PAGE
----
‘Hold South East Water to account,’ says local MP

MAINS EVENT: The leak in Spencer Mews

While South East Water (SEW) was busy tending to water infrastructure issues around town last week, Tunbridge Wells MP Greg Clark held an urgent meeting with Ofwat.

In a follow-up letter to the water regulator released exclusively to the Times, Mr Clark said that South East Water should receive “significantly higher fines” as a result of the continued water disruptions that have blighted the Borough.

On Tuesday July 4, two major leaks flooded pavements in the Fiveways area and saw the water supply turned off in parts of Grosvenor Road. There were also reports of leaks elsewhere at the time that Mr Clark met Ofwat Chief Executive David Black last Thursday (July 6).

In the letter, Mr Clark asked Mr Black to use the watchdog’s powers to speed up investment in the water network that supplies the area.

Ofwat is due to meet SEW management before the end of July.

Mr Clark also asked the regulator: “Use your powers to set [fines] exceptionally, significantly above the normal tariff for outages, given the persistent problems caused to customers and the failure to provide a reliable service.

“Make it clear that no bonuses should be paid to those executives who are responsible for the failure of adequate service to my constituents over the last year.

“Ensure that no dividends are paid out of the regulated business to the holding company until the required investment has been made,” he wrote.

He also called for customer compensation and a “more timely and effective response readiness” for future problems.

There is a statutory requirement for companies to reduce leaks by 15 per cent by 2035 and to minimise mains repairs. SEW has been fined £6million over the last two years for not achieving these targets.

Royal Tunbridge Wells Together, whose Business Improvement District (BID) is funded by a levy on business ratepayers in the town centre, has not met SEW, but hopes to join those pressuring the supplier and the authorities for action, said CEO Alex Green.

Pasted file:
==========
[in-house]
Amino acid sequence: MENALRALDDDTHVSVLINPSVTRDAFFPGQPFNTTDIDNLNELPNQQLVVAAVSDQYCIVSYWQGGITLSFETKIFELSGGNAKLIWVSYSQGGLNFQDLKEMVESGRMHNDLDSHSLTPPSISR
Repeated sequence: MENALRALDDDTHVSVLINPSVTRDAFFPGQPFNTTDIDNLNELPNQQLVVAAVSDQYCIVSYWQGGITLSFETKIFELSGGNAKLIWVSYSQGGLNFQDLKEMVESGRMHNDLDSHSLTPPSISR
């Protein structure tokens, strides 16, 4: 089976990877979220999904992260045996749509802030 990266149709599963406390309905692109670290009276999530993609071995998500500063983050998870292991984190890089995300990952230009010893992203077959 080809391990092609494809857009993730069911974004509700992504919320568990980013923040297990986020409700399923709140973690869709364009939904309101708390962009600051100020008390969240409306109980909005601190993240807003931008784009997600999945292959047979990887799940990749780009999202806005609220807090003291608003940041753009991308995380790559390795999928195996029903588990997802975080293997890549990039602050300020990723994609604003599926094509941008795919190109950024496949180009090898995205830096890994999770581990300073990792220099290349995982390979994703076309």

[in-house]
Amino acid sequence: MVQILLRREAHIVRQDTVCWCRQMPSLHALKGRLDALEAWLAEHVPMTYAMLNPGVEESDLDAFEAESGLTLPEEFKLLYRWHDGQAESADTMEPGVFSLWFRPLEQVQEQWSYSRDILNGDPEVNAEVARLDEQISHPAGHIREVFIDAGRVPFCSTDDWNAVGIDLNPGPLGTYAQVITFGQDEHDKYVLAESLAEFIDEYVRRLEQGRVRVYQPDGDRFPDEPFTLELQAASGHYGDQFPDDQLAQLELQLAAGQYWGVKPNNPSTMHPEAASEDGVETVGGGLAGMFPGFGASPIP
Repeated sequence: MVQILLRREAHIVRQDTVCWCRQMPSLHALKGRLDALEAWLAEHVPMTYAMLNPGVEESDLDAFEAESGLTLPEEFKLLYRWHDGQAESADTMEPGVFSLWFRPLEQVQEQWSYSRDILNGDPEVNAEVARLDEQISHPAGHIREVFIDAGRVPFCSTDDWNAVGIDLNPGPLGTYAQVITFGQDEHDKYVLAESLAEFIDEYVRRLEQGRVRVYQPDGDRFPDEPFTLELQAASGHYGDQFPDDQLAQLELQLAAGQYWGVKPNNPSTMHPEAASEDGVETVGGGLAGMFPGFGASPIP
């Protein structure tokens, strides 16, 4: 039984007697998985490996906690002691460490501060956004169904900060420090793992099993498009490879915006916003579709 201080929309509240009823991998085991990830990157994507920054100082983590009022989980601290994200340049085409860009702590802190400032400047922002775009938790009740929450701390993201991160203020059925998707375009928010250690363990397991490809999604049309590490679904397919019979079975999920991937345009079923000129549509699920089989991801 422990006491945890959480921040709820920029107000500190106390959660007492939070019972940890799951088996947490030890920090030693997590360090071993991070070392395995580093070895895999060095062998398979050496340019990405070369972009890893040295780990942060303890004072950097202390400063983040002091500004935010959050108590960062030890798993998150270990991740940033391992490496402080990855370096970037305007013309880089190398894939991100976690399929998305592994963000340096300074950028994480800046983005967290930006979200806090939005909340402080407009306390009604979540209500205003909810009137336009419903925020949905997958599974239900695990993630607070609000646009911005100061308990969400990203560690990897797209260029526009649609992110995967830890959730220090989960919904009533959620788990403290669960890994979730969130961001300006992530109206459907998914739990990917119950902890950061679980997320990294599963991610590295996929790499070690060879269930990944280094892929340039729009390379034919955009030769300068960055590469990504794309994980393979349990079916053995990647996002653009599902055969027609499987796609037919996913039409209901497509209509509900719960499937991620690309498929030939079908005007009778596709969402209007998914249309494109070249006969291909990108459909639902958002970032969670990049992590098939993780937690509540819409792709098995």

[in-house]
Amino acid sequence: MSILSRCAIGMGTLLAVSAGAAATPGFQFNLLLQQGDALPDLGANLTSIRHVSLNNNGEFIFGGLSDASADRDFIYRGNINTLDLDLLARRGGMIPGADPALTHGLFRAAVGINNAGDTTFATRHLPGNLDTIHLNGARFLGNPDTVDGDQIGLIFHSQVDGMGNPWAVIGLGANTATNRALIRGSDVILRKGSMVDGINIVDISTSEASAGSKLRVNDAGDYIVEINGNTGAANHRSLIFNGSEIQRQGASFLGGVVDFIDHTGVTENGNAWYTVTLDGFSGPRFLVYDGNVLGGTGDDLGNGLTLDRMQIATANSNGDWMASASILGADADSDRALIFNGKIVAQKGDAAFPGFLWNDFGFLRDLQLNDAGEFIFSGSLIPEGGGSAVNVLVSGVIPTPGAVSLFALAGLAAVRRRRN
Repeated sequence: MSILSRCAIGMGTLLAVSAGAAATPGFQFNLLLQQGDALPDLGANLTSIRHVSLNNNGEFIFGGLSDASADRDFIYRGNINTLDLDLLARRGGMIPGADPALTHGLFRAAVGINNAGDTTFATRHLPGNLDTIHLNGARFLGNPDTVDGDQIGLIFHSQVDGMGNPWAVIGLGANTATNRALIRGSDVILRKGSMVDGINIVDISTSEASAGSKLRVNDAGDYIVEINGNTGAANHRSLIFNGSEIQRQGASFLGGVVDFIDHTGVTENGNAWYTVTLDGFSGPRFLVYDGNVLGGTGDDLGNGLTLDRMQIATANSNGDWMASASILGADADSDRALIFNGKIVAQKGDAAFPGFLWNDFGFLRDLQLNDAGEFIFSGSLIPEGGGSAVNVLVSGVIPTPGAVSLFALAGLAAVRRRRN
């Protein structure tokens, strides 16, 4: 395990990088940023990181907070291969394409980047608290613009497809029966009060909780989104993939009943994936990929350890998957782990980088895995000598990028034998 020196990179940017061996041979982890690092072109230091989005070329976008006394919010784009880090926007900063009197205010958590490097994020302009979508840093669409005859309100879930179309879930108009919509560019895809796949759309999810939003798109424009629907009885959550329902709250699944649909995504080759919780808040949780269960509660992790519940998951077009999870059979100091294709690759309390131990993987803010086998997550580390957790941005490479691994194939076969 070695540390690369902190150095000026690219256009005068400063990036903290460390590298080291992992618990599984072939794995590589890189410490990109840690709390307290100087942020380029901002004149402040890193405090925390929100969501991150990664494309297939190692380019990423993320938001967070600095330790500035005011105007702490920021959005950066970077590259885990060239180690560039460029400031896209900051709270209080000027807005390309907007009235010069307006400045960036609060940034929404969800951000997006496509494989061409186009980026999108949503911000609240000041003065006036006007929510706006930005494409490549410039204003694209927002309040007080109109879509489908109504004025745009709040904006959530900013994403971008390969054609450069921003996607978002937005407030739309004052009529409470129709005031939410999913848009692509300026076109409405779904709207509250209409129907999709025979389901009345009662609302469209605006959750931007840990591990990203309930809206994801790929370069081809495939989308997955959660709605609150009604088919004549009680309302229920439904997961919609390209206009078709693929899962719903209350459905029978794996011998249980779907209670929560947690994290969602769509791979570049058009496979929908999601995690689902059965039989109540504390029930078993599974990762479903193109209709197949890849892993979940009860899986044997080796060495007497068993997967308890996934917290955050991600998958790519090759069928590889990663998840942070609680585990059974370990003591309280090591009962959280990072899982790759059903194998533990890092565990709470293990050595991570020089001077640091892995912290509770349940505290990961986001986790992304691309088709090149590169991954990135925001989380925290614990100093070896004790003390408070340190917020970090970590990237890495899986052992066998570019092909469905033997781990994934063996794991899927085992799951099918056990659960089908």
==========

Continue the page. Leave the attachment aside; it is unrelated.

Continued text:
Seeking what he called a “cohesive, combined approach”, Mr Green told the Times: “We would like to join with these conversations rather than having parallel solutions. We will be seeking compensation for businesses affected, or subsidies for flood protection equipment.”

“There’s not just a lot of water wasted; there are shortages of water to premises. If that is an office, you can’t have staff in an office with no water. In hospitality, water is absolutely critical.”

Separately, there was a water outage overnight between Tuesday and Wednesday (July 4-5) in Oak Road in Sherwood, which SEW blamed on a burst water main.

And SEW’s map of reported leaks showed scores of incidents this week – although some progress has been made.

The leak at the junction of Farmcombe Road and Farmcombe Close, dubbed the ‘Farmcombe Spring’, was repaired on Friday after three-and-a-half weeks.

A week-long leak that had been pouring down Little Mount Sion from Spencer Mews, Berkeley Road was also fixed.

Residents told the Times the leak had been reported “many times” since Friday June 30, but the SEW helpline had professed confusion over the postcode being given by those reporting it.

Over the county border in Sussex, SEW is also under fire from Wealden District Council (WDC).

At a meeting on June 26, WDC passed a motion to hold South East Water accountable for water supply failings – notably when Wadhurst, Crowborough and other Wealden towns were left without water for several days.

Last week, SEW’s CEO David Hinton attended a meeting with Wadhurst Parish Council on July 6, at which it was it was confirmed that households affected by the water outage in June would receive compensation of £250 each.

According to Cllr Andrew Wilson, who represents Crowborough Southeast on WDC, the compensation would cover those affected in Crowborough, Mayfield and Rotherfield.

The Times has reached out to South East Water for comment.

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